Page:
For people grief-stricken by the Haiti earthquake, who don’t think that donating $10 to Red Cross is enough, and who love local music, a new unofficial nonprofit group might be able to offer some solace. Fort Worth Sings is the brainchild of a few young locals who intend to raise money for Haiti relief efforts the old-fashioned way: by putting on a music festival.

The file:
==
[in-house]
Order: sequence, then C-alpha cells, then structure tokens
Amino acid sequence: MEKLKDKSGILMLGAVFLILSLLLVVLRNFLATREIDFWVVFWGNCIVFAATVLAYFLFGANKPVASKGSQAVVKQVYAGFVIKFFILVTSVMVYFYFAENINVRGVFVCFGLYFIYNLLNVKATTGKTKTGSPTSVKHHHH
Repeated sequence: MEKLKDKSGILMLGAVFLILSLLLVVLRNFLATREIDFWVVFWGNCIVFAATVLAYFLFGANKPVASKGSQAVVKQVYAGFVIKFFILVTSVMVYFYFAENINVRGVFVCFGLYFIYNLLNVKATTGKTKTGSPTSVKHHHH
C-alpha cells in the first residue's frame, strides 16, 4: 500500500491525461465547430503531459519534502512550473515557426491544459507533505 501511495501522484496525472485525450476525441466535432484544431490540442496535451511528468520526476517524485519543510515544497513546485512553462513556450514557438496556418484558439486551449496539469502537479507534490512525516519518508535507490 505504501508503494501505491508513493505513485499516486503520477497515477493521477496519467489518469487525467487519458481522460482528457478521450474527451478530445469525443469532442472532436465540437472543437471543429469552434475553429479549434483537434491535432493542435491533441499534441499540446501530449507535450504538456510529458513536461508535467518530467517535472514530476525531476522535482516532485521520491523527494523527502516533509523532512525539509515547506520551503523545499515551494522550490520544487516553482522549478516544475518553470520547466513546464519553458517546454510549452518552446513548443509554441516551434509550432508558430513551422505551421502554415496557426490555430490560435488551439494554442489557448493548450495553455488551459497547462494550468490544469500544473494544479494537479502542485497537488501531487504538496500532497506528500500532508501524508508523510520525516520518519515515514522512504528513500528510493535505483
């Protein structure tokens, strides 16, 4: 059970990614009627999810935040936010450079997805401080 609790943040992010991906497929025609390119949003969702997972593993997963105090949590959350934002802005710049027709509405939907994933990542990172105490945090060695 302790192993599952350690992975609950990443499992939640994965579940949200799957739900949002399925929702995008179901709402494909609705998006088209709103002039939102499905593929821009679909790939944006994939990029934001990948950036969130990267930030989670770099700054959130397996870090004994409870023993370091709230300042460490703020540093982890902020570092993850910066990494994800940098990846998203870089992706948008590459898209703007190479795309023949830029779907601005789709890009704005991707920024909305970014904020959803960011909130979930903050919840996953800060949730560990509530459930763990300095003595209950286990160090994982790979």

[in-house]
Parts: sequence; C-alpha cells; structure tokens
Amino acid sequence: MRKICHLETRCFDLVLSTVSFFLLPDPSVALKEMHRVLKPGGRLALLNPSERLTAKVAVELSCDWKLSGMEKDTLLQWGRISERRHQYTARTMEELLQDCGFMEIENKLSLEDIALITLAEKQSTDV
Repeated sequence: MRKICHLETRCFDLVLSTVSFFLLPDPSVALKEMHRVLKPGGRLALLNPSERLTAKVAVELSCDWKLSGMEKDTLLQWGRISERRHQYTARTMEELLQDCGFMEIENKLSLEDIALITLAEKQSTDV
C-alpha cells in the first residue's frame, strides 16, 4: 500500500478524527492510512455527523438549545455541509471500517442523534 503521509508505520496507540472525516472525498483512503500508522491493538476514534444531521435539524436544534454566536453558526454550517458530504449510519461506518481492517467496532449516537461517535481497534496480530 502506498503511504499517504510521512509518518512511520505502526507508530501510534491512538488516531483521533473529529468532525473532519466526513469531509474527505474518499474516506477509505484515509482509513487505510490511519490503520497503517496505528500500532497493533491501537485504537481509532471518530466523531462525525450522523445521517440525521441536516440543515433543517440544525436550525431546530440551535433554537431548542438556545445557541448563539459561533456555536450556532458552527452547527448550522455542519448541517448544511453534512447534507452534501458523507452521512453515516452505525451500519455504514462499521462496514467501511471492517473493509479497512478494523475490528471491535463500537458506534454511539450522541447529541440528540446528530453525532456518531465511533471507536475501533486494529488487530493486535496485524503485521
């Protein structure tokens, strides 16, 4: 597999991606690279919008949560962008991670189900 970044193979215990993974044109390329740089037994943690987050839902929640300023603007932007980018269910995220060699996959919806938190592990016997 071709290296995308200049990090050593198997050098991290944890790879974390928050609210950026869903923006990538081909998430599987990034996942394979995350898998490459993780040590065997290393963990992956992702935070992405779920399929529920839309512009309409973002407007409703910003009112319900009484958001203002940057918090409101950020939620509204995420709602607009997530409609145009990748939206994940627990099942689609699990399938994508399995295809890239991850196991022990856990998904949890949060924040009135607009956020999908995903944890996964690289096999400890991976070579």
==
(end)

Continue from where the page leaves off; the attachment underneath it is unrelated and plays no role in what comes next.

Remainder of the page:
hearsayhaiti1-27“I’ve always wanted to throw a big event for a cause,” said Chris Maunder, one of Fort Worth Sings’ co-founders and owner of The Moon Bar by TCU. “It’s what we’re set up to believe: The United States goes to help those in need, and as young adults here, we shouldn’t be any different.” Maunder’s initial response to the tragedy was to donate money to the worthy causes already involved in relief efforts. He couldn’t shake the feeling, though, that more could be done. Serendipitously, friend Christopher Lenzini reached out and expressed an equally passionate desire to go above and beyond. Maunder, a veteran club owner, naturally thought about doing something music-related — but ultimately not at The Moon. “This is beyond The Moon,” he said. “The Moon restricts us. I wanted to have a festival atmosphere, with things for kids to do, too.” Via social networking sites and word of mouth, Maunder and Lenzini called a meeting last week at The Moon. More than 40 people attended. Fort Worth Sings hasn’t nailed down a location for the show yet but has the date set: Sat., March 27. The hope is that at least a dozen bands, all Fort Worth-local, will perform. “We live in Fort Worth,” he said. “This is where we are. It’s not like we don’t want Dallas bands. But there are so many good bands in Fort Worth, and this is our community.” The organization hopes to have at least six bands confirmed by the end of the week. The Fort Worth-centric policy, however, won’t preclude the organization from pursuing a major touring headlining act or two. “We want the music to draw people out,” Maunder said. “People inside our circle know local bands, but people outside our circle don’t.” As a result, the organization intends to book tribute acts, bands that will play songs familiar to people who don’t know Local Band A from Local Band Z but want to attend the festival and not feel shut out. The organization also is in the process of securing a beneficiary — Doctors Without Borders would be ideal, Maunder said — and is lining up tech support (sound engineers, stage managers, security personnel). “I understand that there are a lot of people in our community in need,” Maunder said. “But the world has never seen something like [the Haiti earthquake] before. … We want to give [Haiti relief organizations] money and hope they do the right things with it.” Fort Worth Sings, Maunder said, will eventually become a 501(c)3 organization capable of putting on future festivals for other worthy causes, local and not. “It will become something we can do locally and keep our community active and giving.” For more information, contact Fort Worth Sings communication director Laura Mayberry at


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